1724 Connecticut Avenue, N.W.
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Hart Research Associates 202-234-5570
TO: All Interested Parties
FROM: Hart Research Associates
DATE: January 8, 2009
RE: Public Opinion Regarding The Employee Free Choice Act,
National Survey Results
From December 4 to 10, 2008, Hart Research Associates conducted a telephone survey
among a representative national sample of 1,007 adults. The margin of error for this survey
is ±3.2 percentage points among all adults, and larger among certain subgroups.
1 Americans want legislation that makes it easier for workers to bargain
with their employers for better wages, benefits, and working
conditions. Nearly four in five (78%) adults favor legislation that would make it
easier for workers to bargain with their employers. This includes nearly half (46%)
of Americans who strongly favor legislation to that end.
Just 17% of adults oppose legislation making it easier for workers to bargain
with their employers for better wages, benefits, and working conditions.
A majority (69%) of Americans agree that it is very or fairly important to have
strong laws that give employees the freedom to make their own choice about
whether to form a union in their workplace. Half (50%) of Americans say this is
2 Americans overwhelmingly support the Employee Free Choice Act.
After hearing descriptions of its three main provisions (see question language
below), 73% of adults favor the legislation. Thirty-seven percent (37%) of adults
strongly favor the Employee Free Choice Act.
Just one in five (21%) Americans opposes the Employee Free Choice Act.
Support for the Employee Free Choice Act stretches across demographic and
Democrats (87%) and independents (69%) support the Employee Free
Choice Act. Even among Republicans, nearly half support the legislation.
Indeed, opposition to the Employee Free Choice Act is further confined to
Republicans who identify as conservatives (36% support). Three-quarters
(74%) of moderate/liberal Republicans favor passing the Employee Free
Hart Research Associates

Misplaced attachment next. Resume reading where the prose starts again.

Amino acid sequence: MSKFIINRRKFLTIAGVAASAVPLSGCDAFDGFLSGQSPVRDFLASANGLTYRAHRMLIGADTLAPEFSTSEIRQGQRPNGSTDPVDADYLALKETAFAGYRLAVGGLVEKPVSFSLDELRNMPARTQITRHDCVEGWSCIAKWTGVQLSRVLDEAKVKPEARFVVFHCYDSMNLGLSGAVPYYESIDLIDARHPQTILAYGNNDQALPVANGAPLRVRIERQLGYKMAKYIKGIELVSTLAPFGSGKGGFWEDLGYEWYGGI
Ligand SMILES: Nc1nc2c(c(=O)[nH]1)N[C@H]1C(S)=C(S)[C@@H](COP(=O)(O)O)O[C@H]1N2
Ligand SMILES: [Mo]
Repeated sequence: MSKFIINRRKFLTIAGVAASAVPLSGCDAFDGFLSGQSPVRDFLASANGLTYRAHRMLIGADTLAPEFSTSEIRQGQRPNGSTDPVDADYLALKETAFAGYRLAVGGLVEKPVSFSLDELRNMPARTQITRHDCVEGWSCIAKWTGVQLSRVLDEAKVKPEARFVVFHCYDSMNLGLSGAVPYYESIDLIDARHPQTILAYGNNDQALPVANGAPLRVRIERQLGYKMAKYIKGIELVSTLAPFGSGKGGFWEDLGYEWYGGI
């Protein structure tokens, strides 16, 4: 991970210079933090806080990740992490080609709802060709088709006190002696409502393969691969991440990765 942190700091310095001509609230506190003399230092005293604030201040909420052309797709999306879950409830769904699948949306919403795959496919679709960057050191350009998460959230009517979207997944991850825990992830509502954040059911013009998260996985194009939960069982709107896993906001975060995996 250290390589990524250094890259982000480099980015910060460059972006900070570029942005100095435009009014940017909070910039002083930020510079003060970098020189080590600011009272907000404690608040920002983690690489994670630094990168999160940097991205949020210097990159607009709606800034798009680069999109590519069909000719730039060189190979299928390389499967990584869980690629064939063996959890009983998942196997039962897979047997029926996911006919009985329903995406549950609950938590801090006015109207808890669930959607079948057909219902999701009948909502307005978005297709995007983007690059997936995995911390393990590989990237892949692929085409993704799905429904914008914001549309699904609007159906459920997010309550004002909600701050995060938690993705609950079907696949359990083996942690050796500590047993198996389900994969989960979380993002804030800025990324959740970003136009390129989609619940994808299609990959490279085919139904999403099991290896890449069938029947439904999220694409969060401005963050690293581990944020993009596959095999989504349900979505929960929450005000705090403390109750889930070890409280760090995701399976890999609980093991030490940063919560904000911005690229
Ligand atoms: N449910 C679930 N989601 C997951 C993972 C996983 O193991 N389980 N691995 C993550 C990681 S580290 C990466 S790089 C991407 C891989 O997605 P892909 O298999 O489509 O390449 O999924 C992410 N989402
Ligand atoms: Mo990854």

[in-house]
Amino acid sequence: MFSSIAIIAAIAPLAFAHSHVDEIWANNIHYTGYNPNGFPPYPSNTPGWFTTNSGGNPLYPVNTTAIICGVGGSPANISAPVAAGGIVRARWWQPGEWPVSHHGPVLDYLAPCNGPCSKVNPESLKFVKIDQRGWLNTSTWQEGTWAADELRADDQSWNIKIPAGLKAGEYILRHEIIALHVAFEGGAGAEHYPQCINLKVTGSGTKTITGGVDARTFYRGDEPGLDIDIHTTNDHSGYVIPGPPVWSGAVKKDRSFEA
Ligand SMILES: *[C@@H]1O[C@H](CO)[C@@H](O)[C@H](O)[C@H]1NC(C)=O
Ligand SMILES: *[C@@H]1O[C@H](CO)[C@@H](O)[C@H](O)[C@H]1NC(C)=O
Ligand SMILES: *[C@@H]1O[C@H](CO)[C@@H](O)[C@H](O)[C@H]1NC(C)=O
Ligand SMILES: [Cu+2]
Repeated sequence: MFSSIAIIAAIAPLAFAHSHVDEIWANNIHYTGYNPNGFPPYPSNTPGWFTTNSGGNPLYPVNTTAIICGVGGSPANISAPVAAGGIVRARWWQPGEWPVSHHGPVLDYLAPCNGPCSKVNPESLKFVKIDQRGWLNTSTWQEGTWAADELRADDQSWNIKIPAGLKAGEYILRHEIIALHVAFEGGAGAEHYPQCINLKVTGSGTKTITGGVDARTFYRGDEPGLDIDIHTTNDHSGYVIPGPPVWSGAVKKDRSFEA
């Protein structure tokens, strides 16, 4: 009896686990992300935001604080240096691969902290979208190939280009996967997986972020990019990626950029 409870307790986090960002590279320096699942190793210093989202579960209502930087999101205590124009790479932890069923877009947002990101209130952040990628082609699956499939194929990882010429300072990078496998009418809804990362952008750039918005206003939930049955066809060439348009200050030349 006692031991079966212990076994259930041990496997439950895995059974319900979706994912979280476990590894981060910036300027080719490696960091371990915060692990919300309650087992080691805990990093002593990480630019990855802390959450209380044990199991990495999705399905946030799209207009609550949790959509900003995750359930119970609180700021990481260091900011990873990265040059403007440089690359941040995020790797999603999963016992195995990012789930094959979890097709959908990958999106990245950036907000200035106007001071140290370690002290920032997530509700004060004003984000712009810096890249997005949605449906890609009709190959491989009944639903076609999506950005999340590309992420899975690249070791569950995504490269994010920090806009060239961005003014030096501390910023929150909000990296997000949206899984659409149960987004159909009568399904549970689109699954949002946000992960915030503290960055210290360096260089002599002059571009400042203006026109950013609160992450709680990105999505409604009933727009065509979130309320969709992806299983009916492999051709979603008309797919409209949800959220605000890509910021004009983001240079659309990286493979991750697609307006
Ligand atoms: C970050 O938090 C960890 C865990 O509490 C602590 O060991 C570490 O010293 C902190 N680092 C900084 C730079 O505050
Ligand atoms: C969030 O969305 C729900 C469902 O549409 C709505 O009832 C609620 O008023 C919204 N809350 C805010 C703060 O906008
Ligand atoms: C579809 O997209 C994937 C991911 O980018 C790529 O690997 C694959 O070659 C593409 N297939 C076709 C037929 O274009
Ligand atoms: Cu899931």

Seven in 10 (69%) adults in Right to Work states also support the Employee
Free Choice Act.
Support For The Employee Free Choice Act
Among Key Groups
(after hearing messages from both sides of the debate)
All adults 72
Registered voters 72
Conservative Republicans 36
Non-conservative Republicans 74
African Americans 88
High school/less 77
Some college 76
College graduates 63
Right to Work states 69
Hart Research Associates
3 The public supports each of the Employee Free Choice Act’s three
provisions, and support is strongest for majority sign-up.
Three-quarters (75%) of adults favor allowing employees to have a union once a
majority of employees in a workplace sign authorization cards indicating that
they want to form a union, including 44% who strongly support the idea. Just
20% of adults oppose majority sign-up.
Two-thirds (64%) of adults favor strengthening penalties for companies that
illegally intimidate or fire employees who try to form a union, including half
(49%) who strongly support penalties.
Three in five (61%) adults favor binding arbitration in cases in which a company
and a newly certified union cannot agree on a contract after three months.
Thirteen percent (13%) of adults are not sure how they feel about this provision.
Support For Provisions Of The Employee Free
Allows employees to have a union once a majority
of employees in a workplace sign authorization
cards indicating they want to form a union 75
Strengthens penalties for companies that illegally
intimidate or fire employees who try to form a
Establishes binding arbitration in cases where a
company and a newly certified union cannot agree
on a contract after three months of negotiating 61
4 Fewer than half of Americans know that employers generally oppose
unions. Just 47% of adults know that when elections are held in a workplace
to determine whether a union will represent employees, employers generally
oppose the union and try to convince employees to vote no. Three in 10 (30%)
Americans believe that employers generally take no position and let employees
decide on their own and 21% are not sure.